There is no error checking here, however assuming that you have the right class and field name, then all should be well… (but it probably is a good idea to check the new object was actually created.)

On the Java side of our imaginary wrapper, our Bogus class is a static sub class of a singleton wrapper class (I’ll leave it to you to work out why).  When actually creating the object the NewObject function needs to know which constructor to call,  method signatures are probably not terribly intuitive, but you can use javap to tell you, for example :-

javap -s jni/wrapper\$Bogus.class

will tell you all you need to know, notice that the $ is escaped (and the path separator is a *nix one, yours could be different…!).

Now we have our object either new or it could be passed from Java, we need to get a pointer to our object’s buffer and copy our C struct into it.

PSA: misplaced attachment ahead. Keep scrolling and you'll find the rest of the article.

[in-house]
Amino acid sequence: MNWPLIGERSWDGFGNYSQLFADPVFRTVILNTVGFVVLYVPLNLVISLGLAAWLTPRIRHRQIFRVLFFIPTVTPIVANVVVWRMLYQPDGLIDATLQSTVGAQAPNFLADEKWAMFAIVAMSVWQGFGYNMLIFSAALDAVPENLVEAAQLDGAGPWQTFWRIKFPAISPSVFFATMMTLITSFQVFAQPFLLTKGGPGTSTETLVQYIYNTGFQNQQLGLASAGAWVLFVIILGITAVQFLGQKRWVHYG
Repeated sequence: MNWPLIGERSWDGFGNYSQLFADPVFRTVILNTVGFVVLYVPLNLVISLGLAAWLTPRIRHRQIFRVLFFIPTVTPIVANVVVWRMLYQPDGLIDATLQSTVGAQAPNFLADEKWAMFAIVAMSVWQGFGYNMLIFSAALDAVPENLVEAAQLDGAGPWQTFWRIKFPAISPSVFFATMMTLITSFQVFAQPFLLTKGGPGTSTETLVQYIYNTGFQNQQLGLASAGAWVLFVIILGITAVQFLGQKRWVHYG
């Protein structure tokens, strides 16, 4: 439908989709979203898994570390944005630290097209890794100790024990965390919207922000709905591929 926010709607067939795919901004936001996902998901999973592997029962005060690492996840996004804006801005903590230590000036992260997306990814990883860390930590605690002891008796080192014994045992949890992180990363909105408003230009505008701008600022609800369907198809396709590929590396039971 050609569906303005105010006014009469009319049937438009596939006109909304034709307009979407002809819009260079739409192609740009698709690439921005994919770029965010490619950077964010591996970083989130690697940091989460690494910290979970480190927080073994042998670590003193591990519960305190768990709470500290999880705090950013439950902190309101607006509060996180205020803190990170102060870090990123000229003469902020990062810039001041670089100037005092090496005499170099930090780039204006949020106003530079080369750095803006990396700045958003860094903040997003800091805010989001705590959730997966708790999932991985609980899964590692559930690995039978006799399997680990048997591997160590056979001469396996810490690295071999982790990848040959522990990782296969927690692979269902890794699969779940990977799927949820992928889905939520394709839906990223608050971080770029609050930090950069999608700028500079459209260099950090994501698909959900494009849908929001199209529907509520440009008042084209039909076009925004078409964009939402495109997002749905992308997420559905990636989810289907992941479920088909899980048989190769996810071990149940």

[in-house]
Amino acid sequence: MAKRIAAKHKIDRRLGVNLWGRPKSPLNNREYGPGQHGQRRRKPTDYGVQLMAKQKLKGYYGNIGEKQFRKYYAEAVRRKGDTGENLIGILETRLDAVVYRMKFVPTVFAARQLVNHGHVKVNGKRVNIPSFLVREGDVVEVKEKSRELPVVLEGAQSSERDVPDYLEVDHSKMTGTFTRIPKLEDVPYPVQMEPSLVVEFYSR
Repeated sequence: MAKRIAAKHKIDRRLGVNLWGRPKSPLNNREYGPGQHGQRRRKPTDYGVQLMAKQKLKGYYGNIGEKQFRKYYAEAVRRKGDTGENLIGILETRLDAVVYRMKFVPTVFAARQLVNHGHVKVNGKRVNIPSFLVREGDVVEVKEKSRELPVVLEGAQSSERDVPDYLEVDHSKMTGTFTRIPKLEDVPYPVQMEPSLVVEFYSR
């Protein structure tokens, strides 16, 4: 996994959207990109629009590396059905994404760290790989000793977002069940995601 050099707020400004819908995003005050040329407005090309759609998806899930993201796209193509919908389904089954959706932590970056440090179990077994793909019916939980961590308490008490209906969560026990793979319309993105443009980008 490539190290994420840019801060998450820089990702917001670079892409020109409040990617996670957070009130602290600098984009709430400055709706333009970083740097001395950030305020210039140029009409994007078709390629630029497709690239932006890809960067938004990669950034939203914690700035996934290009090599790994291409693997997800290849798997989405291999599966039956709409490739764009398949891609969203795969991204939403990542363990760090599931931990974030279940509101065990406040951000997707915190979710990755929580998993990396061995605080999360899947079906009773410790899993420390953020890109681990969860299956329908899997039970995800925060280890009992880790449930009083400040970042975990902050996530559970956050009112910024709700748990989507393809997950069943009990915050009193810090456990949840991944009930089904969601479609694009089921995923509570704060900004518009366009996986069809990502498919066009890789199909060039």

Lets see how we do this with an existing Java class

JNIEXPORT void JNICALL Java_wrapper__1_1bogusOp
  (JNIEnv *e, jclass c, jobject jbogus, jfloat x, jfloat y, jfloat z)
{
    Bogus b = aBogusOp(x, y, z);
    Bogus* dp = getBuffPtr(e,jbogus);
    *dp = b;
}

Given a Java Bogus object and some parameters, we can call a native routine that passes back a struct as a return value.  Next we need to copy it into our Java object for which we need a pointer to the ByteBuffer (more on that in a moment) By dereferencing the ByteBuffer pointer we can then copy the local bogus variable into the buffer.

The last piece of this particular puzzle is to get a pointer to our ByteBuffer.

void* getBuffPtr(JNIEnv *e, jobject jo)
{
    jobject cls = (*e)->GetObjectClass(e, jo);
    jfieldID fid = (*e)->GetFieldID(e, cls,"buff","Ljava/nio/ByteBuffer;");